We clarify basic terms and explain what has an effect on the price of medication

Medicines are one of the most regulated areas and are subject to strict control every step of the way - from the process of research and development all the way to their sales and use. Of course the prices of prescription medicines, which are funded by public means, are strictly regulated, a number of institutions are involved and a long list of legislation is applied. 

In Slovenia prices of medicines are subject of the Medicinal Products Act and are the domain of  Agency for Medicinal Products and Medical Devices of the Republic of Slovenia (JAZMP). Public funding of medicines is defined in the Healthcare and Health Insurance Act and is the domain of Health Insurance Institute of Slovenia (ZZZS). Additional control over innovative prescription medicines' prices is guaranteed through Rules on determining the prices of medicinal products for human use and Rules of Reimbursement. 

Maximum Allowed Price (MAP) 

As most other countries do Slovenia also has a comparative model in place to determine the prices of medicinal products. This model considers medicinal products prices in Germany, Austria and France. The law determines that a MAP for an individual medicine must be the same as the lowest price for the same medicine in any of those three countries. MAPs are under strict control and JAZMP checks them regularly twice a year. Austria, Germany and France each in their own way consider medicinal products prices in other countries as well and relevant clinical contributions and values of the medicine. So MAPs in Slovenia are indirectly influenced by prices in other European countries, too.  

Agreed price

Strictly regulated MAPs are, however, not the final prices for medicines in Slovenia. Suppliers, payers and buyers can negotiate about the prices which are lower than MAPs and so ZZZS and pharmaceutical industry can arrange discounts. The agreed price is therefore usually lower than the lowest price for that medicine in Austria, Germany and France. An in-depth analysis by Quintiles IMS (NYSE) company showed that additional discounts to MAPs in Slovenia average more than 20 percent.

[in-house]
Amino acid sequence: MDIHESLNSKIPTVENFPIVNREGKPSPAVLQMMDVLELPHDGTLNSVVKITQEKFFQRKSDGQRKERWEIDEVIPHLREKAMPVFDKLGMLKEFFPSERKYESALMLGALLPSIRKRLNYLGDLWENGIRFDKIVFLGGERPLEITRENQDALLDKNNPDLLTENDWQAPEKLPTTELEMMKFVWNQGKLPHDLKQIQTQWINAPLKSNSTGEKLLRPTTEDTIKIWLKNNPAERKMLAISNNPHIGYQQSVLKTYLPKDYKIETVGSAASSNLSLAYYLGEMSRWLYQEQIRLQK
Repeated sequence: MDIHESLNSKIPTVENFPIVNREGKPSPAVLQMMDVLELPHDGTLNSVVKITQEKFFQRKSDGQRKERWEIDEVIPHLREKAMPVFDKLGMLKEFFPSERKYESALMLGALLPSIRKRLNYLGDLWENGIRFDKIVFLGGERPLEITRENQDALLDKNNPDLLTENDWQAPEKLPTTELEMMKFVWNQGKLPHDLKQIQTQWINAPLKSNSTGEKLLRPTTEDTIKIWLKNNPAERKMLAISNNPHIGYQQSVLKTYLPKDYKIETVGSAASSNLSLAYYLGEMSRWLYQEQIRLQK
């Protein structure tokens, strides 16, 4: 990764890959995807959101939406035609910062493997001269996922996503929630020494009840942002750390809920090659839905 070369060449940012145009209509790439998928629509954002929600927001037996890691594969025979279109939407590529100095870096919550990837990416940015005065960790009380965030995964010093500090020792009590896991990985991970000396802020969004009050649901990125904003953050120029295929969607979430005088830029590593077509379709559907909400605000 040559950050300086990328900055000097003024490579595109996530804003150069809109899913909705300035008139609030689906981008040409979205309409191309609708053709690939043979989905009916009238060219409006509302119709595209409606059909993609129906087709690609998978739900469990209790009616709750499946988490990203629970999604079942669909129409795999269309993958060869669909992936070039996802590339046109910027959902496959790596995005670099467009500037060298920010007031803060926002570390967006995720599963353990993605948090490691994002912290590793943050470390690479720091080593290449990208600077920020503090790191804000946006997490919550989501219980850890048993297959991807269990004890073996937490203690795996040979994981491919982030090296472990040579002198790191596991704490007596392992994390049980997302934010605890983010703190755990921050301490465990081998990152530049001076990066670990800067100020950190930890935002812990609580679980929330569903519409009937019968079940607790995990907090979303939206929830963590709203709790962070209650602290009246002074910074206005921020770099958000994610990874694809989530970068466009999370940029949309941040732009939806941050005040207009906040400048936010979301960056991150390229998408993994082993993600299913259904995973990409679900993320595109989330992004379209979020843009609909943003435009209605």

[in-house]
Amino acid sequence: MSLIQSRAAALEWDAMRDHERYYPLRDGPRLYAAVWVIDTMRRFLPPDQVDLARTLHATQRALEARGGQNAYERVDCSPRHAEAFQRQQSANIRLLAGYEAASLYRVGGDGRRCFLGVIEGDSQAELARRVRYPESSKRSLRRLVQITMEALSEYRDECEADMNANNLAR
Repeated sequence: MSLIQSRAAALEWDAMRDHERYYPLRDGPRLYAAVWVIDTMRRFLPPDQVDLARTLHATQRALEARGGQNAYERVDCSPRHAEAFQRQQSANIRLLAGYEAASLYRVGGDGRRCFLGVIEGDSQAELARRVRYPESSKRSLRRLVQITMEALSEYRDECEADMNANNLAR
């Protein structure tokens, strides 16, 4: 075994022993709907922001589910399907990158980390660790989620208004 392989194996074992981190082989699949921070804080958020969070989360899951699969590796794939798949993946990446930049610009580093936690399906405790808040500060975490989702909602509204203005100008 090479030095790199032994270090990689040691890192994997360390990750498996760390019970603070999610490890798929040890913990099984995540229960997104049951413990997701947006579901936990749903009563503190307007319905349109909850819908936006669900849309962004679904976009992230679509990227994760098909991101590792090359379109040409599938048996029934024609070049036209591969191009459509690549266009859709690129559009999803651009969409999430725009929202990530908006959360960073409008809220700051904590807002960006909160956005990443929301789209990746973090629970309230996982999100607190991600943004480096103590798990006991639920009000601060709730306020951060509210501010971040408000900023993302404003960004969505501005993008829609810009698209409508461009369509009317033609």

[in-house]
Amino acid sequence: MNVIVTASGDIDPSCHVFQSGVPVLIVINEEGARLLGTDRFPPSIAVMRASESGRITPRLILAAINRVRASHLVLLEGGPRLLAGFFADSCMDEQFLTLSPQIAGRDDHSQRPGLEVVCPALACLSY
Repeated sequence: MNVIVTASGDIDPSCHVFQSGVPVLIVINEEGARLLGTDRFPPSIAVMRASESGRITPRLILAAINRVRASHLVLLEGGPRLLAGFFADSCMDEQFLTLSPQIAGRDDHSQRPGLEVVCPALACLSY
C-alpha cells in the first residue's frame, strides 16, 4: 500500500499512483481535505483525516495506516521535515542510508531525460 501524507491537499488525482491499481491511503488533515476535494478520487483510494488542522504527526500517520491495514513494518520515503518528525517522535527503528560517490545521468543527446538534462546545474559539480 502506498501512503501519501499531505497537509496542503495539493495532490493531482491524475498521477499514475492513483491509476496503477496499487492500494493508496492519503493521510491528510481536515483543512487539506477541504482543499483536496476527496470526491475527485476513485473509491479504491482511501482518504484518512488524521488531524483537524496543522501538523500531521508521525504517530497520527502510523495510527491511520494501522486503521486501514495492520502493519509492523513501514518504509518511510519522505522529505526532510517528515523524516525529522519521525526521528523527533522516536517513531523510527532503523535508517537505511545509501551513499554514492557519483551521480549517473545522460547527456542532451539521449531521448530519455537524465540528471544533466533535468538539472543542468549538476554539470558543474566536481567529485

Highest Recognised Value (HRV)

In addition to MAP and agreed price a Highest Recognised Value (HRV) needs to be explained to fully understand this subject. HRV is the price standard set by ZZZS for each medicine which is funded from mandatory health insurance either fully or in part depending on its classification. HRVs are adjusted every two months by ZZZS's management board or by the Director General of ZZZS if so authorised by the Management Board. ZZZS sets HRVs for therapeutic and interchangeable medicinal products. If the sales price of a medicine is higher than its HRV then one must pay for the difference between them.

Therapeutic groups of medicinal products are defined by ZZZS at their own initiative. One such group includes innovative medicines with the same therapeutic indication with or without an approved generic alternative. An HRV for a therapeutic group equals the lowest price of a comparable dose of the medicine which has the best cost to effectiveness ratio within the therapeutic group. All doses of at least one medicine from a therapeutic group are fully covered by medical insurance. 

Interchangeable medicinal products groups are comprised of innovative medicines with expired patent protection and with existing approved generic alternatives. One such group is defined by a number of parameters (active substance, ATC mark, strength and comparable form of medicine) and comprised of at least two medicines with a proprietary name regarding the work code. HRV for medicinal products from this group is set by the price of a comparable dose of the cheapest medicine in the group.